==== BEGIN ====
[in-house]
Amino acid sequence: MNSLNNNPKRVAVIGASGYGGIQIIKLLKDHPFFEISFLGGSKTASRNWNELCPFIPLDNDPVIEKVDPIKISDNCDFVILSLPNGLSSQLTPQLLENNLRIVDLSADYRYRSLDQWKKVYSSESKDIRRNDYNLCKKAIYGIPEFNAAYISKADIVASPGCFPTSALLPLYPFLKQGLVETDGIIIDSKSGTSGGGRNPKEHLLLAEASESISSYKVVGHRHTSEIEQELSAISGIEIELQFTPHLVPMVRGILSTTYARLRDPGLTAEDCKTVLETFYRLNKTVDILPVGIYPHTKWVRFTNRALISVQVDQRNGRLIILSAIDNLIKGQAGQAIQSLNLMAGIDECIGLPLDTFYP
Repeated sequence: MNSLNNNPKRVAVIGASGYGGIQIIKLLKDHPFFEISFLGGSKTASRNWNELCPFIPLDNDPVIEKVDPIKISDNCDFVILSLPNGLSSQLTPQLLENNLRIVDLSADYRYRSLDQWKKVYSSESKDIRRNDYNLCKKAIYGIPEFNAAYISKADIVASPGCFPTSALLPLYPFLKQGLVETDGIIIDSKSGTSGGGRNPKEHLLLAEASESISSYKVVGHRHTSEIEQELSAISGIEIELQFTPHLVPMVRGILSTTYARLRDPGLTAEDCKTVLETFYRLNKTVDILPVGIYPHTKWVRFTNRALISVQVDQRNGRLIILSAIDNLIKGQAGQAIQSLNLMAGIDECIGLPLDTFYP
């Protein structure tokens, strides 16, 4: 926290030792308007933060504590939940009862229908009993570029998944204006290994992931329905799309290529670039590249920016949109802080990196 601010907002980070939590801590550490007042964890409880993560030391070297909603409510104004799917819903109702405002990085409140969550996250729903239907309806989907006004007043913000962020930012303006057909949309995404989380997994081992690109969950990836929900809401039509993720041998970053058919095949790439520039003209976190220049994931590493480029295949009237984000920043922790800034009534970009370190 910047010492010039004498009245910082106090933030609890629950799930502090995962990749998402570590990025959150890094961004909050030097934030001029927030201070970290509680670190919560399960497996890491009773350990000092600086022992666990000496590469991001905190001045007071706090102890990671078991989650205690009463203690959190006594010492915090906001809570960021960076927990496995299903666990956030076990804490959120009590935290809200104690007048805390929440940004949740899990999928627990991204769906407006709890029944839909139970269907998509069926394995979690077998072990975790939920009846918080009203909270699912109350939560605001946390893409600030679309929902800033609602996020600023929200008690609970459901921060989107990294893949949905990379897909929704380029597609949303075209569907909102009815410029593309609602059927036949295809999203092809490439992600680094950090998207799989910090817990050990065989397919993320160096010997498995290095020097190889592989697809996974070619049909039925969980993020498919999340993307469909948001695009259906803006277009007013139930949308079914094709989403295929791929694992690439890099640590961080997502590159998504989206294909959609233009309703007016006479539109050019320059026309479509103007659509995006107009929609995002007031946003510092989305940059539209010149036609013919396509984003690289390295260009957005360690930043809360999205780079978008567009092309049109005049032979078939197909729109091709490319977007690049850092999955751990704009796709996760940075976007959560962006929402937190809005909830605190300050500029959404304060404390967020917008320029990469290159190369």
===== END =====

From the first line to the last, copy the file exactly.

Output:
[in-house]
Amino acid sequence: MNSLNNNPKRVAVIGASGYGGIQIIKLLKDHPFFEISFLGGSKTASRNWNELCPFIPLDNDPVIEKVDPIKISDNCDFVILSLPNGLSSQLTPQLLENNLRIVDLSADYRYRSLDQWKKVYSSESKDIRRNDYNLCKKAIYGIPEFNAAYISKADIVASPGCFPTSALLPLYPFLKQGLVETDGIIIDSKSGTSGGGRNPKEHLLLAEASESISSYKVVGHRHTSEIEQELSAISGIEIELQFTPHLVPMVRGILSTTYARLRDPGLTAEDCKTVLETFYRLNKTVDILPVGIYPHTKWVRFTNRALISVQVDQRNGRLIILSAIDNLIKGQAGQAIQSLNLMAGIDECIGLPLDTFYP
Repeated sequence: MNSLNNNPKRVAVIGASGYGGIQIIKLLKDHPFFEISFLGGSKTASRNWNELCPFIPLDNDPVIEKVDPIKISDNCDFVILSLPNGLSSQLTPQLLENNLRIVDLSADYRYRSLDQWKKVYSSESKDIRRNDYNLCKKAIYGIPEFNAAYISKADIVASPGCFPTSALLPLYPFLKQGLVETDGIIIDSKSGTSGGGRNPKEHLLLAEASESISSYKVVGHRHTSEIEQELSAISGIEIELQFTPHLVPMVRGILSTTYARLRDPGLTAEDCKTVLETFYRLNKTVDILPVGIYPHTKWVRFTNRALISVQVDQRNGRLIILSAIDNLIKGQAGQAIQSLNLMAGIDECIGLPLDTFYP
């Protein structure tokens, strides 16, 4: 926290030792308007933060504590939940009862229908009993570029998944204006290994992931329905799309290529670039590249920016949109802080990196 601010907002980070939590801590550490007042964890409880993560030391070297909603409510104004799917819903109702405002990085409140969550996250729903239907309806989907006004007043913000962020930012303006057909949309995404989380997994081992690109969950990836929900809401039509993720041998970053058919095949790439520039003209976190220049994931590493480029295949009237984000920043922790800034009534970009370190 910047010492010039004498009245910082106090933030609890629950799930502090995962990749998402570590990025959150890094961004909050030097934030001029927030201070970290509680670190919560399960497996890491009773350990000092600086022992666990000496590469991001905190001045007071706090102890990671078991989650205690009463203690959190006594010492915090906001809570960021960076927990496995299903666990956030076990804490959120009590935290809200104690007048805390929440940004949740899990999928627990991204769906407006709890029944839909139970269907998509069926394995979690077998072990975790939920009846918080009203909270699912109350939560605001946390893409600030679309929902800033609602996020600023929200008690609970459901921060989107990294893949949905990379897909929704380029597609949303075209569907909102009815410029593309609602059927036949295809999203092809490439992600680094950090998207799989910090817990050990065989397919993320160096010997498995290095020097190889592989697809996974070619049909039925969980993020498919999340993307469909948001695009259906803006277009007013139930949308079914094709989403295929791929694992690439890099640590961080997502590159998504989206294909959609233009309703007016006479539109050019320059026309479509103007659509995006107009929609995002007031946003510092989305940059539209010149036609013919396509984003690289390295260009957005360690930043809360999205780079978008567009092309049109005049032979078939197909729109091709490319977007690049850092999955751990704009796709996760940075976007959560962006929402937190809005909830605190300050500029959404304060404390967020917008320029990469290159190369």